Embryology (development) of the ear
The formation of the ear occurs during the first trimester of pregnancy. It arises from six lumps of tissue called “hillocks” on each side of the embryo’s head. These then develop into the various parts of the external ear.
A child’s ear reaches 95% of adult size by the age of six.
What is microtia?
Microtia is an incomplete or abnormally formed ear. It literally comes from the words “micro” (small) and “otia” (ear). Microtia may affect one side only (unilateral) or affect both ears (bilateral). Eighty percent of the time it is unilateral. Some people may have microtia as part of a syndrome known as craniofacial (or hemifacial) microsomia. In this condition, there may also be a small jaw and weakness of some of the facial muscles on the affected side. Treacher Collins syndrome, in which the eyes and facial bones are affected, is also another rare condition that may be associated with microtia.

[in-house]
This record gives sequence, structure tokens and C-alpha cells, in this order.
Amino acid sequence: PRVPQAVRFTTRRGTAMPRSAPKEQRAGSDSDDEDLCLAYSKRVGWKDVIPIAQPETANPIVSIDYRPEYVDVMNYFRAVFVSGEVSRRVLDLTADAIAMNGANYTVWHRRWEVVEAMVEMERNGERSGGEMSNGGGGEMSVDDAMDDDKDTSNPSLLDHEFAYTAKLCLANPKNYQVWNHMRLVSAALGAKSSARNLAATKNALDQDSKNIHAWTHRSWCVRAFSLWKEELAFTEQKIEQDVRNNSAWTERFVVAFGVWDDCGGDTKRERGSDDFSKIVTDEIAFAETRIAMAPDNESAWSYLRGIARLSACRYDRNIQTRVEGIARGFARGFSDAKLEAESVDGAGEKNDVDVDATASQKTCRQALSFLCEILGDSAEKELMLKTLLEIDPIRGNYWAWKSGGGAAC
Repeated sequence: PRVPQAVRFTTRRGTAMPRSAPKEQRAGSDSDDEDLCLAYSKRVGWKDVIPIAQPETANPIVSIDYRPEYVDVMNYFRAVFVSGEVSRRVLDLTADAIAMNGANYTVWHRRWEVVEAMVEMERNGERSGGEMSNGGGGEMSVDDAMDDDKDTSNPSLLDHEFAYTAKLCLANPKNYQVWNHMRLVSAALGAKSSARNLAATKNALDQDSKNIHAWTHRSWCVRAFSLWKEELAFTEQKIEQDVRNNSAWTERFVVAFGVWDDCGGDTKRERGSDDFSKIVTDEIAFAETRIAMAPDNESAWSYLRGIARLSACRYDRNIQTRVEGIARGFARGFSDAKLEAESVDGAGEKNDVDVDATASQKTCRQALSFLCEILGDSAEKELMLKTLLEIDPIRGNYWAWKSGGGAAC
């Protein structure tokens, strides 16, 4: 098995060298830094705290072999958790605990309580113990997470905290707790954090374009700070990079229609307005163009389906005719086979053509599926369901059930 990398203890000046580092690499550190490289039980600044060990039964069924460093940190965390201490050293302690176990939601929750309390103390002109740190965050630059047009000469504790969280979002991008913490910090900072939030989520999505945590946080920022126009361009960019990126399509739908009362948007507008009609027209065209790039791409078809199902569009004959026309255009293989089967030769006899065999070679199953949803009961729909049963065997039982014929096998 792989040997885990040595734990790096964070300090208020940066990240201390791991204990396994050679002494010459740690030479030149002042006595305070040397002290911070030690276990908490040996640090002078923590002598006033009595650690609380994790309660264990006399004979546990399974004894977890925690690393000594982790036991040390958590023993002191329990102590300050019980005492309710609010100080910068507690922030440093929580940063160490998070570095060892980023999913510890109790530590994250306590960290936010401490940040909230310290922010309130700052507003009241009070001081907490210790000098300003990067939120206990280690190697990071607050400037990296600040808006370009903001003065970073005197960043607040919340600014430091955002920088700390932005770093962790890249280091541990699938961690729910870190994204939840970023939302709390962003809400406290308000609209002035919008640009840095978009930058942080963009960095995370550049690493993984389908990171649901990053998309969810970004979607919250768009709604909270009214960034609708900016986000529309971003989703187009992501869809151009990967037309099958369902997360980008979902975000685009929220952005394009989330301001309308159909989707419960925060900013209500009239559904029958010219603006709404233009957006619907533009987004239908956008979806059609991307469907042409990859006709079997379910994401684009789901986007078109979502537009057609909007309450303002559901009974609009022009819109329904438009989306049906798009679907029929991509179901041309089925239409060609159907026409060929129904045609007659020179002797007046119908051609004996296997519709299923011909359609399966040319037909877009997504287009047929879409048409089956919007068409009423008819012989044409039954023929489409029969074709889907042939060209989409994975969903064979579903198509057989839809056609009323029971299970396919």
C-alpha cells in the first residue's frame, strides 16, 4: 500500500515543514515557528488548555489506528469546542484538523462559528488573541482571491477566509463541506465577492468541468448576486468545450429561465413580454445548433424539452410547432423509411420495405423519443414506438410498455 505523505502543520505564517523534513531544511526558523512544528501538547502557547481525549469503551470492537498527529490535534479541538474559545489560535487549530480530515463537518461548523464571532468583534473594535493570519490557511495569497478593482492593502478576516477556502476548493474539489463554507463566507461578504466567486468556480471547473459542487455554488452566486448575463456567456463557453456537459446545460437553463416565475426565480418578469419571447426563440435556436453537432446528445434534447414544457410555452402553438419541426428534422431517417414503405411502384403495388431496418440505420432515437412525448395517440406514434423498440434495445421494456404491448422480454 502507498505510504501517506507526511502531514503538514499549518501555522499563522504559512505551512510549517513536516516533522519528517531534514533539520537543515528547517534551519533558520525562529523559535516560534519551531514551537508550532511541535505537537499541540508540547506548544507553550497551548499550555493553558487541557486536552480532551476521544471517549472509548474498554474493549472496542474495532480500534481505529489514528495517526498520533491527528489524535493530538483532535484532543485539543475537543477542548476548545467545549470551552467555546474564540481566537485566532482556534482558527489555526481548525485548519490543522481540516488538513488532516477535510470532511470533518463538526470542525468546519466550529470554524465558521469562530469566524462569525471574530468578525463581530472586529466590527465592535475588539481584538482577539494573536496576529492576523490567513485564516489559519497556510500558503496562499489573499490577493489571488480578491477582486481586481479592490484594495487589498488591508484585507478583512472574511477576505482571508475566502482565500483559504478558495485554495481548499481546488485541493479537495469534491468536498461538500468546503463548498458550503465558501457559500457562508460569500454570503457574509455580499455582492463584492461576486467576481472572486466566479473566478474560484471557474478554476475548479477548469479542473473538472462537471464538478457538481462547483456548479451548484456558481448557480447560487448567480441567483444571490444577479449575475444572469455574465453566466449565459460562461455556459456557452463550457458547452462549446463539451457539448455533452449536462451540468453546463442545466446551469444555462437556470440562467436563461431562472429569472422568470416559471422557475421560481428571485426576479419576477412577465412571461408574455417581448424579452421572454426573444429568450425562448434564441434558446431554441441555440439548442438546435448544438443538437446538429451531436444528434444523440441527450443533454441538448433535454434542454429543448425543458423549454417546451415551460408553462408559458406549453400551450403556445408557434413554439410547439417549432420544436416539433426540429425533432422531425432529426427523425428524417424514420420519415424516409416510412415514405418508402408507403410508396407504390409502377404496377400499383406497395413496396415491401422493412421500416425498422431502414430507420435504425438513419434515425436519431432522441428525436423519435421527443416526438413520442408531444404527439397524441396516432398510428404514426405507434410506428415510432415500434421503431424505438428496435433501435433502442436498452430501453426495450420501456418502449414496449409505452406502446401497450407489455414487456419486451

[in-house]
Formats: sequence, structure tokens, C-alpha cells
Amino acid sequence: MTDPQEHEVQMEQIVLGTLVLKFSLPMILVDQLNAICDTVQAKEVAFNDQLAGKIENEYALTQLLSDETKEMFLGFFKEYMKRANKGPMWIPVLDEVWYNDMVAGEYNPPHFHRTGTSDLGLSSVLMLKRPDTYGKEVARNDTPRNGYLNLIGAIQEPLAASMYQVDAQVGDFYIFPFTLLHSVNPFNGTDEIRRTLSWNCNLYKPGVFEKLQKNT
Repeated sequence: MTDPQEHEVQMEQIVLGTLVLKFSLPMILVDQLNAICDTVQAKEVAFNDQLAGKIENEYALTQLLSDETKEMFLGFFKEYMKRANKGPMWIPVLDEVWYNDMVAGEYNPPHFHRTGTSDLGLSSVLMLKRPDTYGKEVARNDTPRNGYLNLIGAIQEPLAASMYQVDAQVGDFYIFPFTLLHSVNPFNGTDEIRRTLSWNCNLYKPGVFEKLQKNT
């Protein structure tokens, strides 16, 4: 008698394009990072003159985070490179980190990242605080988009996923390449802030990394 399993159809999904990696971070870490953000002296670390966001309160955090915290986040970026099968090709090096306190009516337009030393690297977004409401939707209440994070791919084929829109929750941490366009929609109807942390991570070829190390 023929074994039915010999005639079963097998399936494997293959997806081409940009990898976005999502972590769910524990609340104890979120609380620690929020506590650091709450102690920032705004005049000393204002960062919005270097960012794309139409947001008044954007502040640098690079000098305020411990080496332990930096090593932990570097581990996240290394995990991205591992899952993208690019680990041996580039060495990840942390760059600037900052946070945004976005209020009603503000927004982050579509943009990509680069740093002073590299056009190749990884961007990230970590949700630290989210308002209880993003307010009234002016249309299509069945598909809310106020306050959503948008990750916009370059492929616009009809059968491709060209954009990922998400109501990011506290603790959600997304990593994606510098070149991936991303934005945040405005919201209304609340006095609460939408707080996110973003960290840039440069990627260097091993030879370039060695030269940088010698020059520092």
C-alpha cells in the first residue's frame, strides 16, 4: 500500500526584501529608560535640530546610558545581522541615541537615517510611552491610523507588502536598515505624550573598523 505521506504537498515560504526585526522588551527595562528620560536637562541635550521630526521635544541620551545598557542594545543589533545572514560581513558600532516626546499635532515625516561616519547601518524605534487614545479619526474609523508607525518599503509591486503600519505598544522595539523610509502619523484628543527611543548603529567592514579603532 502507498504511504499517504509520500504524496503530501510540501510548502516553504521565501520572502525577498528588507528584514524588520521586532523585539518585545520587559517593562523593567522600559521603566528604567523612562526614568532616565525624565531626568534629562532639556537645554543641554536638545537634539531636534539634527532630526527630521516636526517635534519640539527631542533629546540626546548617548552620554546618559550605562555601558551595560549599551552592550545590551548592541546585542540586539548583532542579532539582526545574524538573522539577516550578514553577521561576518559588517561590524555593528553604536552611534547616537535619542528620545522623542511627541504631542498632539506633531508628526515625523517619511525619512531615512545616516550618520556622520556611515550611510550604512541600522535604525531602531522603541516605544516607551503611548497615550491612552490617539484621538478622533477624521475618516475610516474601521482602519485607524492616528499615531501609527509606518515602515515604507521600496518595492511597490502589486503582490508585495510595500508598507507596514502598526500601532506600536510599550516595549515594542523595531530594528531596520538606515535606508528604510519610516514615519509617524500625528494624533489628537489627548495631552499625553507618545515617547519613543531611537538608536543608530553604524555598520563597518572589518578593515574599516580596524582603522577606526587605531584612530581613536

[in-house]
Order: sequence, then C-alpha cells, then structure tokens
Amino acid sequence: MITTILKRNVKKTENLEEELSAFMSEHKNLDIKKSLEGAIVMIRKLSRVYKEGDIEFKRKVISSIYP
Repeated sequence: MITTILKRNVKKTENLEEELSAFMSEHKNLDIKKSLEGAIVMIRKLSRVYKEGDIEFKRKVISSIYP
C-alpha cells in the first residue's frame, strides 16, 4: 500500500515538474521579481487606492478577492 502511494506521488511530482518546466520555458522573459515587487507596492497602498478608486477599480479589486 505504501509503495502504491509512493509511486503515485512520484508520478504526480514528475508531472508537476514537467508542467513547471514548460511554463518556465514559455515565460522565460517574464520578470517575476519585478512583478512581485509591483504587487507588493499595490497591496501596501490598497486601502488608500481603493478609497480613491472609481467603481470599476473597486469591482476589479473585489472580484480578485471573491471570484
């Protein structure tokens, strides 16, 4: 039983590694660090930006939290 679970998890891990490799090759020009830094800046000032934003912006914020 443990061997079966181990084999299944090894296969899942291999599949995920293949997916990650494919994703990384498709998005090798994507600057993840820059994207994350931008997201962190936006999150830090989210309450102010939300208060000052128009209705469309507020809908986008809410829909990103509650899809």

How common is microtia?
Microtia occurs in around 1 in 6000 births. The chance of an affected parent transmitting this to their children is usually small (less than 6%), but there are some families who carry a gene for microtia.
Other ear conditions
Cryptotia literally means “hidden ear”. In this condition the upper part of the ear is buried beneath the skin of the scalp. Usually the cartilage is normal. Reconstruction involves lifting the ear out from under the skin, creating a groove behind the upper ear and using flaps of the surround•ing skin to cover the ear cartilage. This is usually done as a day procedure in a single stage.
A lop ear is one in which the upper part of the ear is bent over. There is often a relative shortage of skin and the cartilage framework may also be smaller than the other side. Surgery involves correction of the cartilage using either the cartilage already in the ear, or sometimes a cartilage graft from the other ear. Skin cover involves using local skin flaps. When severe, this condition occasionally requires correction with the use of a rib graft, similar to the procedure for microtia.
(Adapted from Microtia and Ear Anomalies in Children, Royal Children’s Hospital Melbourne)